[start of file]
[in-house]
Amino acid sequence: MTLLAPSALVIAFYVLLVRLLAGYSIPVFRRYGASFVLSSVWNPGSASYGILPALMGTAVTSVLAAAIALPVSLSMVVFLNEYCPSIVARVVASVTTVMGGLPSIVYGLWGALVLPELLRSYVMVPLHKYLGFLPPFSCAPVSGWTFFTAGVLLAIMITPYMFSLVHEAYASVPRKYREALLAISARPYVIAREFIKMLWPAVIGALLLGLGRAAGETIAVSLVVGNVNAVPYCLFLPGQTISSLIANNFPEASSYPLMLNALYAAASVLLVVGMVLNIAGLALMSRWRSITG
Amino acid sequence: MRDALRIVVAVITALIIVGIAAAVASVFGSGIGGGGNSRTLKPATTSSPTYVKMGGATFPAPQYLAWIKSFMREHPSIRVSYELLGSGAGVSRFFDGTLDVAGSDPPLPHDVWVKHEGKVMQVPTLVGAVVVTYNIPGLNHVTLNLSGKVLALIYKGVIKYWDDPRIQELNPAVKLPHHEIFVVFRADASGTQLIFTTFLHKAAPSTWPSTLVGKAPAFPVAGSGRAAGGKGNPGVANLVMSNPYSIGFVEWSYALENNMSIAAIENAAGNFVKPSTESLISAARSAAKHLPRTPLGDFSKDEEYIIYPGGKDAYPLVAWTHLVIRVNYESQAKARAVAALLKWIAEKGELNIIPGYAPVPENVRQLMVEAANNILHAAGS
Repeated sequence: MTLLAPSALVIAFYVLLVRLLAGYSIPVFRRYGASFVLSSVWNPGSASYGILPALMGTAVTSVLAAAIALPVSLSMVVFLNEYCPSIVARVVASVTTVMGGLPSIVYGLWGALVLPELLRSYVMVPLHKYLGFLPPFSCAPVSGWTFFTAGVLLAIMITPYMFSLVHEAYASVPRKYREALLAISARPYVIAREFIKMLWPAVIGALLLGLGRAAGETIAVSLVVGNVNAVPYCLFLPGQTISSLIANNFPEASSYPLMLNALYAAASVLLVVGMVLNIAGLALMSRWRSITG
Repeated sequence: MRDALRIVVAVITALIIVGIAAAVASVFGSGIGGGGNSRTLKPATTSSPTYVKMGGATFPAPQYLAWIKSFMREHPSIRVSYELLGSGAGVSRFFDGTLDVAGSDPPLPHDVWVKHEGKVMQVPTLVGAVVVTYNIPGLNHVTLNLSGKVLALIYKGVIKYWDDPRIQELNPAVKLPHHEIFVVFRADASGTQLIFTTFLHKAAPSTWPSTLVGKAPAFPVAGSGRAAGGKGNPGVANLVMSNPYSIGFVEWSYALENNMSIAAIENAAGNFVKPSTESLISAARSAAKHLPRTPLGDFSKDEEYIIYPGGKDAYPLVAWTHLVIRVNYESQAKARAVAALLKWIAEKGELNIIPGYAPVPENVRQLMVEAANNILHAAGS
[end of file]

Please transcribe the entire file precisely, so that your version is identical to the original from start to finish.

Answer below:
[in-house]
Amino acid sequence: MTLLAPSALVIAFYVLLVRLLAGYSIPVFRRYGASFVLSSVWNPGSASYGILPALMGTAVTSVLAAAIALPVSLSMVVFLNEYCPSIVARVVASVTTVMGGLPSIVYGLWGALVLPELLRSYVMVPLHKYLGFLPPFSCAPVSGWTFFTAGVLLAIMITPYMFSLVHEAYASVPRKYREALLAISARPYVIAREFIKMLWPAVIGALLLGLGRAAGETIAVSLVVGNVNAVPYCLFLPGQTISSLIANNFPEASSYPLMLNALYAAASVLLVVGMVLNIAGLALMSRWRSITG
Amino acid sequence: MRDALRIVVAVITALIIVGIAAAVASVFGSGIGGGGNSRTLKPATTSSPTYVKMGGATFPAPQYLAWIKSFMREHPSIRVSYELLGSGAGVSRFFDGTLDVAGSDPPLPHDVWVKHEGKVMQVPTLVGAVVVTYNIPGLNHVTLNLSGKVLALIYKGVIKYWDDPRIQELNPAVKLPHHEIFVVFRADASGTQLIFTTFLHKAAPSTWPSTLVGKAPAFPVAGSGRAAGGKGNPGVANLVMSNPYSIGFVEWSYALENNMSIAAIENAAGNFVKPSTESLISAARSAAKHLPRTPLGDFSKDEEYIIYPGGKDAYPLVAWTHLVIRVNYESQAKARAVAALLKWIAEKGELNIIPGYAPVPENVRQLMVEAANNILHAAGS
Repeated sequence: MTLLAPSALVIAFYVLLVRLLAGYSIPVFRRYGASFVLSSVWNPGSASYGILPALMGTAVTSVLAAAIALPVSLSMVVFLNEYCPSIVARVVASVTTVMGGLPSIVYGLWGALVLPELLRSYVMVPLHKYLGFLPPFSCAPVSGWTFFTAGVLLAIMITPYMFSLVHEAYASVPRKYREALLAISARPYVIAREFIKMLWPAVIGALLLGLGRAAGETIAVSLVVGNVNAVPYCLFLPGQTISSLIANNFPEASSYPLMLNALYAAASVLLVVGMVLNIAGLALMSRWRSITG
Repeated sequence: MRDALRIVVAVITALIIVGIAAAVASVFGSGIGGGGNSRTLKPATTSSPTYVKMGGATFPAPQYLAWIKSFMREHPSIRVSYELLGSGAGVSRFFDGTLDVAGSDPPLPHDVWVKHEGKVMQVPTLVGAVVVTYNIPGLNHVTLNLSGKVLALIYKGVIKYWDDPRIQELNPAVKLPHHEIFVVFRADASGTQLIFTTFLHKAAPSTWPSTLVGKAPAFPVAGSGRAAGGKGNPGVANLVMSNPYSIGFVEWSYALENNMSIAAIENAAGNFVKPSTESLISAARSAAKHLPRTPLGDFSKDEEYIIYPGGKDAYPLVAWTHLVIRVNYESQAKARAVAALLKWIAEKGELNIIPGYAPVPENVRQLMVEAANNILHAAGS